Sanctions, exchange rates hurt Russian hotels
06 APRIL 2015 6:40 AM
Hotel demand is on the downslide in Russia, where sanctions and currency devaluations are driving up the cost to do business.
REPORT FROM RUSSIA—Sanctions, political strife and currency devaluations are hurting hotel demand in Russia, according to sources. However, sources warned from calling the situation a crisis just yet.
For example, in Moscow and St. Petersburg the flow of tourists dropped 10% in 2014, according to the Russian Federal Tourism Agency. The forecast for 2015 calls for a further decrease of between 10% and 15%. This could force investors to abandon projects in Russia’s two largest cities.
In 2014, Moscow saw a decrease in revenue per available room of 11%, led by a 9% drop in occupancy and a 2% decline in average daily rate in ruble terms, according to David Jenkins, national director, executive VP, Hotels & Hospitality Group, JLL Russia & CIS.
“This is better than we had anticipated following the Crimean annexation and the subsequent sanctions,” he said. “As the year went on, we have started to see larger issues coming through the ruble devaluation and general economic issues—linked to high inflation and so on.”
According to STR Global, sister company of Hotel News Now, RevPAR in Russia decreased 13.6% to 2,549.76 Russian rubles ($44.82) in February. ADR was down 6% to 5,112.82 rubles ($89.88), while occupancy declined 8.1% to 49.9%.
Moscow, meanwhile, saw RevPAR drop 5.8%, ADR decrease 0.1% and occupancy fall 5.7% (all in ruble terms), according to STR Global. St. Petersburg’s RevPAR was up 7.9%, while ADR increased 11.1% in ruble terms. Occupancy, however, was down 2.8%.
What’s causing strife
The hotel industry’s problems in Russia started in August 2014, according to Alexis Delaroff, Accor’s COO for Russia and CIS. That’s when many foreign tourist groups that previously provided steady flow of visitors during the holiday season refused to travel to Russia. Delaroff said the mutual sanctions of Russia and Western counties affected business contacts, and the number of business tourists from the European countries dropped.
“If the first six months of 2014, the tariffs and occupancy indicators were in line with expectations, and even ahead of them, but in the second half of 2014 we saw a slight decrease in occupancy. The most significant decrease of occupancy experienced hotels in the upper-price segment, despite the fall of tariffs here,” said Vladimir Poddubko, head of hospitality department of Corporation AND, which owns several hotels in Moscow, including the InterContinental Moscow Tverskaya.
The situation in Russia has forced hotels to apply aggressive pricing, according to a press service for Azimut Hotels. In the mid-range sector, prices for hotel services in Russia decreased 8% to 10%. At the same time, the Russian ruble since the beginning of 2014 collapsed twice against the dollar and euro, which cut the volume of revenue of country’s hotels in hard currencies.
One source said the situation is a benefit mostly for the hotels of the lower-price segments, as their occupancy rate is keeping at the level of 2013 or even rising.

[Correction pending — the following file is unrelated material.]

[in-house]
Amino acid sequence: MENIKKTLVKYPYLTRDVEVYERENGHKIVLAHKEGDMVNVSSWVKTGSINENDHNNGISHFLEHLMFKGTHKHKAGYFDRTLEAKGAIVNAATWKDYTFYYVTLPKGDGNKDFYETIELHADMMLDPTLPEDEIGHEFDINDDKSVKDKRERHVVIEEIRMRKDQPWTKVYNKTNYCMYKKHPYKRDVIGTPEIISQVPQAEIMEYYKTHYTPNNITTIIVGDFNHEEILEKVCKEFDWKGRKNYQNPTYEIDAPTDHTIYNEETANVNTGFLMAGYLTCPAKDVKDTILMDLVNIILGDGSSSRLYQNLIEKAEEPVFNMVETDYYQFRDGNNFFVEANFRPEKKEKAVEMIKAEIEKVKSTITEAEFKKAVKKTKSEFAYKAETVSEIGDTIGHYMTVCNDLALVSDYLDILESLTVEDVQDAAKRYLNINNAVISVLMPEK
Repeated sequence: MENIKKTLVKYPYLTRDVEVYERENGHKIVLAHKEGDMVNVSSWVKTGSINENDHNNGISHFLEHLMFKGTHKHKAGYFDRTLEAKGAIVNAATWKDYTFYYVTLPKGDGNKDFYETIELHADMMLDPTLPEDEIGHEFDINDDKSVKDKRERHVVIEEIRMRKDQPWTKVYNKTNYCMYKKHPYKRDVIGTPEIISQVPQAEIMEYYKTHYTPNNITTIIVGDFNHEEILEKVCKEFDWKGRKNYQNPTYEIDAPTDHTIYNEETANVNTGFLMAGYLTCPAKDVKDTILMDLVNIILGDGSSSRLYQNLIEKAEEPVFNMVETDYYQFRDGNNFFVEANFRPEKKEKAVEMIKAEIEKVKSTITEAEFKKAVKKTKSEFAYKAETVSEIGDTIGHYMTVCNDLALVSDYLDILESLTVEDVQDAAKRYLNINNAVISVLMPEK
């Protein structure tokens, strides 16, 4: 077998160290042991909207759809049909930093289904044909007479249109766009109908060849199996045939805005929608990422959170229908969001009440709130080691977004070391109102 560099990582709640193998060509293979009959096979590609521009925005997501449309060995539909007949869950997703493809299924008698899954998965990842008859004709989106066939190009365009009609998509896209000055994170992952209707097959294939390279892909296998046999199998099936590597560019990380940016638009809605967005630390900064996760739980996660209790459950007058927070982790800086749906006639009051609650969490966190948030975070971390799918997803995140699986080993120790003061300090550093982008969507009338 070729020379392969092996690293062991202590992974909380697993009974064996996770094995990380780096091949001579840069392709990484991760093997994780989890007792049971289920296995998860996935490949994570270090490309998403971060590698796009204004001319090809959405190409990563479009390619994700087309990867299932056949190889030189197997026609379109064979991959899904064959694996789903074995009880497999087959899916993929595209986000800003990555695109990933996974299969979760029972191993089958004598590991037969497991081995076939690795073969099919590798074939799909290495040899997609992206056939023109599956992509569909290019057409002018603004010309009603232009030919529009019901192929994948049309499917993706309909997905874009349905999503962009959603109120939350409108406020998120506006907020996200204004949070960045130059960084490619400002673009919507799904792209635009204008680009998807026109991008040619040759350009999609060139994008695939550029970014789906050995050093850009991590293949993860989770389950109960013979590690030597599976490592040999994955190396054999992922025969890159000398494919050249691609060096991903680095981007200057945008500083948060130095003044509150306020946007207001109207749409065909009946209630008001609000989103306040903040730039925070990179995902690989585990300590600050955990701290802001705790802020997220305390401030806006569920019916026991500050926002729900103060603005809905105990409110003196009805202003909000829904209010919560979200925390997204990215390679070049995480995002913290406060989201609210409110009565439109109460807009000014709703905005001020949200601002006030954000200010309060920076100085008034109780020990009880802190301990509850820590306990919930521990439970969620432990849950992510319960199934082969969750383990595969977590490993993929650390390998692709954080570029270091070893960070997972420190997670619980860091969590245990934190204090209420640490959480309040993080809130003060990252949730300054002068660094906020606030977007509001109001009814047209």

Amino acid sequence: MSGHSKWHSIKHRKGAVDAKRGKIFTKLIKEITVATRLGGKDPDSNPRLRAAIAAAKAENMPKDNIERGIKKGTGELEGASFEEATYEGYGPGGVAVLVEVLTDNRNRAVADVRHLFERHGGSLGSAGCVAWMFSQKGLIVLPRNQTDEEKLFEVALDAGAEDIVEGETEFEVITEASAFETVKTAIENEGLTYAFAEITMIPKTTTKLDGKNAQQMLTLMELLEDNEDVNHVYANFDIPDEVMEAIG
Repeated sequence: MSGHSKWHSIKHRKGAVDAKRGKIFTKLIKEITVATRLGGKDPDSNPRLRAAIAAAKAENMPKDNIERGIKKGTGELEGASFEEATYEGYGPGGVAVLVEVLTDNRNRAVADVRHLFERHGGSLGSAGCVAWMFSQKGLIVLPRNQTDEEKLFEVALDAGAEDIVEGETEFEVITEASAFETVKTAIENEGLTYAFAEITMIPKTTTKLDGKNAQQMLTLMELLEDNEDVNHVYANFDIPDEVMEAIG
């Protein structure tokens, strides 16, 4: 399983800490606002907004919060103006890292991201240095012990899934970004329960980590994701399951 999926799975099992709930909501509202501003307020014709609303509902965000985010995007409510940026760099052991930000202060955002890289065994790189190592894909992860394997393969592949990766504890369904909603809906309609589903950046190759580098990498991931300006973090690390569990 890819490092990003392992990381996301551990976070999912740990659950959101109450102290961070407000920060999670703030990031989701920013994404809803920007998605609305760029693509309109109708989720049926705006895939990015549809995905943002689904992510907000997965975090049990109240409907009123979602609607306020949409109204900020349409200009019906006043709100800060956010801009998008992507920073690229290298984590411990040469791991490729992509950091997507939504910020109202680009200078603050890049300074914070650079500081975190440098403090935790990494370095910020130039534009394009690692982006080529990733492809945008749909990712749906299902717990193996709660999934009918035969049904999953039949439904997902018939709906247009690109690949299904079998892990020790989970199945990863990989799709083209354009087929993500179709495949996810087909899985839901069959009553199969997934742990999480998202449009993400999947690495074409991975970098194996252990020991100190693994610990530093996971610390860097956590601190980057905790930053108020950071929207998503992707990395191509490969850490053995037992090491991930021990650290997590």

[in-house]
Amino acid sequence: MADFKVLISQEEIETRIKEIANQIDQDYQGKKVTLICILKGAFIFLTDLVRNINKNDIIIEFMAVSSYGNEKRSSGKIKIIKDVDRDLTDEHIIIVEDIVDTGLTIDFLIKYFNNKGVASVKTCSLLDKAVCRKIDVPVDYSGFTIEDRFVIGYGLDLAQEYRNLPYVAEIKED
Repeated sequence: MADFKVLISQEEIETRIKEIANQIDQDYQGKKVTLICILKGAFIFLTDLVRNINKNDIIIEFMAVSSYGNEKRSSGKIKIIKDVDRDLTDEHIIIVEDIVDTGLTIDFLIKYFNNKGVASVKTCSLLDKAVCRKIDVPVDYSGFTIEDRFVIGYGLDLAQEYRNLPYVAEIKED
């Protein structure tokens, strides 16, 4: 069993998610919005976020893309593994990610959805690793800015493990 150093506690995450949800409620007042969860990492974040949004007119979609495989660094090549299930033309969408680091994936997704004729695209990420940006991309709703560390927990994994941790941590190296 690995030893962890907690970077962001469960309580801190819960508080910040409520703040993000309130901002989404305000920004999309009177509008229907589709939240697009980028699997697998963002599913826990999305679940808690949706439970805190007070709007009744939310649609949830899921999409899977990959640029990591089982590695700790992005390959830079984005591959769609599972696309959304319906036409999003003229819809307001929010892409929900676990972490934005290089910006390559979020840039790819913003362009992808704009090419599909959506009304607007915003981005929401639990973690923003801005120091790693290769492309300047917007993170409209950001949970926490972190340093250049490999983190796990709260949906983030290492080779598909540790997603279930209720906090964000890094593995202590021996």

“As we manage hotels of 3- to 4-stars such as Greenwood, we didn’t see the downturn here. But the depth of booking here is very low. Customers order rooms just before entering,” said Vadim Prasov, managing partner of Alliance Hotel Management and VP of the Russian Federation of Restaurateurs and Hoteliers.
But it might be too early to speak about the trends of 2015 and how deep the crisis could go.
“Clearly there have been fewer visitors to Moscow, but in fact only 9% fewer. It is still too early in to this year to feel any trend. We would typically like to see how (the first quarter) performed as January and February alone are never anyway the strongest months,” Jenkins said.
“Sanctions are driving up prices. Hotels are struggling in terms of controlling operating expenses, hitting into owner’s profitability. Unless hotels can increase the ADR, we will see them continue to shed profitability,” he added.
This situation already forced a number of investors to cancel or revise their projects. In February 2015, VTB Development, postponed at least for the year the construction of a 4-star hotel within the project Neva Hall in the center of St. Petersburg. Earlier it was expected the project would be launched in 2016. Starwood Hotels & Resorts Worldwide, which planned to open in St. Petersburg an Aloft hotel, also has postponed the project indefinitely.
Irina Anisimova , representative of the Neva Hall project, said the main reason for this step was the fall of the demand for hotel services in Russia. She added that the company is considering the redesign of the project to an apartment-hotel or office building.
Jenkins said the situation so far should not be considered a crisis.
“We don’t see the hotels in Moscow as being in crisis, fundamentally. The main issue as we see it comes in the regions where most business is local, and there is little opportunity for hotels to increase prices, making such hotels far less profitable in hard currency terms. This is especially problematic if owners have hard currency debt.
“At the same time, the hotel operators will be seeing their own fees shrink in hard currency,” he said.